Wellbeing can be affected by all manner of different things, for example: diet and lifestyle, workplace pressures and personal relationships.
Is the glass half full or half empty?
We’ve all heard this age-old saying which asks us are we optimists or pessimists? Can we find the positives or are we consumed with negative thoughts? Positive thinking doesn’t mean that you keep your head in the sand or brush things under the carpet during challenging situations. Positive thinking just means that you confront hurdles in a more positive and productive way.
How do you talk to yourself throughout the day?
Positive thinking often starts with self-talk. Self-talk is the endless stream of unspoken thoughts that run through your mind throughout the day. These automatic thoughts can be positive or negative.
The human brain is naturally programmed to focus on negative aspects of life before recognizing the positives. However, it is possible to retrain your brain to form healthier thought processes and eventually have a more positive perspective on life. Even if positive thinking doesn’t come naturally to you, there are plenty of great reasons to start cultivating affirmative thoughts and minimising negative self-talk. Research shows that having a positive outlook may: lower rates of stress and depression, increase the immune system’s ability to fight illnesses, increase lifespan, improve cardiovascular health, and improve psychological and physical wellbeing.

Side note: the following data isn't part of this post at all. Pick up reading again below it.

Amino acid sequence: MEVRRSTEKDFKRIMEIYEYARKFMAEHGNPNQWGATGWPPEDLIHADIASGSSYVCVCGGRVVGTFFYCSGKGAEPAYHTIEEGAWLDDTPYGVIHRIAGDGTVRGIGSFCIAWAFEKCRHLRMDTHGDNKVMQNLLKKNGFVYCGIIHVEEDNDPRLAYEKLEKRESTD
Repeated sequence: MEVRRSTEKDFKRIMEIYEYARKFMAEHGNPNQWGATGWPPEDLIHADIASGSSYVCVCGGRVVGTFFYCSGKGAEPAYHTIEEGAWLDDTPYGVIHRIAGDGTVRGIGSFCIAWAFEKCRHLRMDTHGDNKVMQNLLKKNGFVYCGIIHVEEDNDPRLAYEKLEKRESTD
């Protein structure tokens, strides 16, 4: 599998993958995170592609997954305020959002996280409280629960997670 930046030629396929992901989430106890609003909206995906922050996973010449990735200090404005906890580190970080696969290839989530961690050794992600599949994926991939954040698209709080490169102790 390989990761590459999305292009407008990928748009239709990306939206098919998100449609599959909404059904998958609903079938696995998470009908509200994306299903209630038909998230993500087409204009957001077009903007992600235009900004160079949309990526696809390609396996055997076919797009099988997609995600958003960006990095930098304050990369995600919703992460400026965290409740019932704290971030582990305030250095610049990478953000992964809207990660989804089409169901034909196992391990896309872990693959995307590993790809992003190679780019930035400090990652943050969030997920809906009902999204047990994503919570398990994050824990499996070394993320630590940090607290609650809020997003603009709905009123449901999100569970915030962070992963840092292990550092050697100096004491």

This short self-study module below covers how to turn negative thoughts into positive ones to help you become more optimistic when overcoming challenging situations.
Throughout this self-study module, remember:
• Participate fully
• Be open and honest with yourself
• Treat yourself with kindness and respect
• Be present
• Enjoy it!
All it takes is a slight change of outlook to get out of the habit of negative thinking and see the bigger picture. Next time a negative thought arises, stop to examine the belief which is driving the thought and ask yourself, is it a rational or irrational?
By making a conscious effort you can train yourself to be more positive about life. When faced with stressful situations, positive thinkers cope more effectively than pessimists.
If you actively take steps to change your perspective, you may naturally start to see more situations from an increased positive point of view. Write down three things each day that you are grateful for. This might be a challenge after a particularly difficult day but it's a good habit to get into.